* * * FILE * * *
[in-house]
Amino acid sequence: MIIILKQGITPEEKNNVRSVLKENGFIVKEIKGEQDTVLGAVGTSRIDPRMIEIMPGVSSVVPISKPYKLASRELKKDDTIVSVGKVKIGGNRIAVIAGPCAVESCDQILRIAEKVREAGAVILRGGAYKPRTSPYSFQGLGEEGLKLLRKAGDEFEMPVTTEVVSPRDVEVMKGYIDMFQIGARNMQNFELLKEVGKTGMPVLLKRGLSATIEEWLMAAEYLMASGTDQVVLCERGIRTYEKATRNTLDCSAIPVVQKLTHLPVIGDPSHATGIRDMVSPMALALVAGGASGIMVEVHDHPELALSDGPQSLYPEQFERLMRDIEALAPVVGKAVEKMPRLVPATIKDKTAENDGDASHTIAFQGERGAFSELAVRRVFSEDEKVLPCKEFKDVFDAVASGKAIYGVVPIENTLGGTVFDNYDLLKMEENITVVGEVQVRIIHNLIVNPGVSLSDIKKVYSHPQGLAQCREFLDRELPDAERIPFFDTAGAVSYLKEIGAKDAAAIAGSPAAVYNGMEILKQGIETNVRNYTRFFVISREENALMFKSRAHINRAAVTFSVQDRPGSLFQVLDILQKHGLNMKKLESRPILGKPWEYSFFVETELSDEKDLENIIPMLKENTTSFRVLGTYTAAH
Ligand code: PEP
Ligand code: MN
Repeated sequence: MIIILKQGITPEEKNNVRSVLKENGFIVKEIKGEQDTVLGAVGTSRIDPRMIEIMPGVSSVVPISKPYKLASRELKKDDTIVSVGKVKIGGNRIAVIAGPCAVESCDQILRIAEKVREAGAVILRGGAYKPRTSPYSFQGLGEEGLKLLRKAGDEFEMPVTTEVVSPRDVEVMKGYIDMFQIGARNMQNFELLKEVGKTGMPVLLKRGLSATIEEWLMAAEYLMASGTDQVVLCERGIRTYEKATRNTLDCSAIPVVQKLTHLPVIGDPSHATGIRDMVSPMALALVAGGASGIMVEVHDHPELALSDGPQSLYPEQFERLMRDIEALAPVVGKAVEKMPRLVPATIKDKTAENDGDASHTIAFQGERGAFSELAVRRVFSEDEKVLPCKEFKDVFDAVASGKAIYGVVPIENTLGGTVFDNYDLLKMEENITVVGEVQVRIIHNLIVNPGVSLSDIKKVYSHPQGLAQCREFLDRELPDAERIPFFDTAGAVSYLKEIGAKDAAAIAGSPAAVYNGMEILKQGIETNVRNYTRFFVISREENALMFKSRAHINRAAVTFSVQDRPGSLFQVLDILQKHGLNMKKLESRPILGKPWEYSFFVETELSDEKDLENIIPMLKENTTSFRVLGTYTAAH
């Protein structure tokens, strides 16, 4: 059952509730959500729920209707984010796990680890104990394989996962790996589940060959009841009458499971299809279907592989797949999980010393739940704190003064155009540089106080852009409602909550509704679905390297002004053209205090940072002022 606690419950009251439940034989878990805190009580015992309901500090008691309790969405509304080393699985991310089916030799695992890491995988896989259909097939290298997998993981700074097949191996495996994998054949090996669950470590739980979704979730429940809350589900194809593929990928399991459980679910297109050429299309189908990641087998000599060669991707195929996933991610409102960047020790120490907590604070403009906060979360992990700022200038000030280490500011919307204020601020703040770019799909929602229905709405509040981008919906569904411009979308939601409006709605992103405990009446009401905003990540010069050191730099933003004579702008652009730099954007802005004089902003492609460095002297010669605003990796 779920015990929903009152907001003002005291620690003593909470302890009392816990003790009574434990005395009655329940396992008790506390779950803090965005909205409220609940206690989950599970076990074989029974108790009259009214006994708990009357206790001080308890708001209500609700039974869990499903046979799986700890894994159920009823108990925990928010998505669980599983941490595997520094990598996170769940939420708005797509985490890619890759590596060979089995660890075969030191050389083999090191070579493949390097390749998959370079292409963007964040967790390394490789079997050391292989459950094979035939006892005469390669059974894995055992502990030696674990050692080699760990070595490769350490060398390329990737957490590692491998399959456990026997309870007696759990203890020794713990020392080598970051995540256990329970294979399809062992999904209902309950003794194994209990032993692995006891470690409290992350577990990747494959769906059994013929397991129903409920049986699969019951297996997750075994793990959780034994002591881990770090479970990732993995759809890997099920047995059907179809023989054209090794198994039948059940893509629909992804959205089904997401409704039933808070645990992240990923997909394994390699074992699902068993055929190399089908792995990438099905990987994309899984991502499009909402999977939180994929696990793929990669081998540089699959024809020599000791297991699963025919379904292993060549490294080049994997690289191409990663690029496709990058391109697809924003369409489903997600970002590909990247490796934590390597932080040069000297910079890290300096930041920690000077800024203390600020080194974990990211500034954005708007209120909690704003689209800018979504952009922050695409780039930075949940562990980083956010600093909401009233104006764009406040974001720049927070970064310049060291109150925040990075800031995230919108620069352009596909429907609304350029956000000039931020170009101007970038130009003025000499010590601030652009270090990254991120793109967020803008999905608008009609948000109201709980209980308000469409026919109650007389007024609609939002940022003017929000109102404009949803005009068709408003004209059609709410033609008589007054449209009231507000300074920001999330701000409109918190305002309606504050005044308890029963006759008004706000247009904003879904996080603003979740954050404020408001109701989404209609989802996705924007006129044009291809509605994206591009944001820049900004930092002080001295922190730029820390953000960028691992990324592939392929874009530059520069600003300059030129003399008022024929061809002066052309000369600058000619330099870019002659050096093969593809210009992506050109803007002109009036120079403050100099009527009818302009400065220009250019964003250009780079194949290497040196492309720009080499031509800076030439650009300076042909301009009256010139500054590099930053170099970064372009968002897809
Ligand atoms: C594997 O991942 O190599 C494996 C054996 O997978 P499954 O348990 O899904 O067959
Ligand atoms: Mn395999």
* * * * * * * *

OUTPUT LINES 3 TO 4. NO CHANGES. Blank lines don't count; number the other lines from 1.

Ligand code: PEP
Ligand code: MN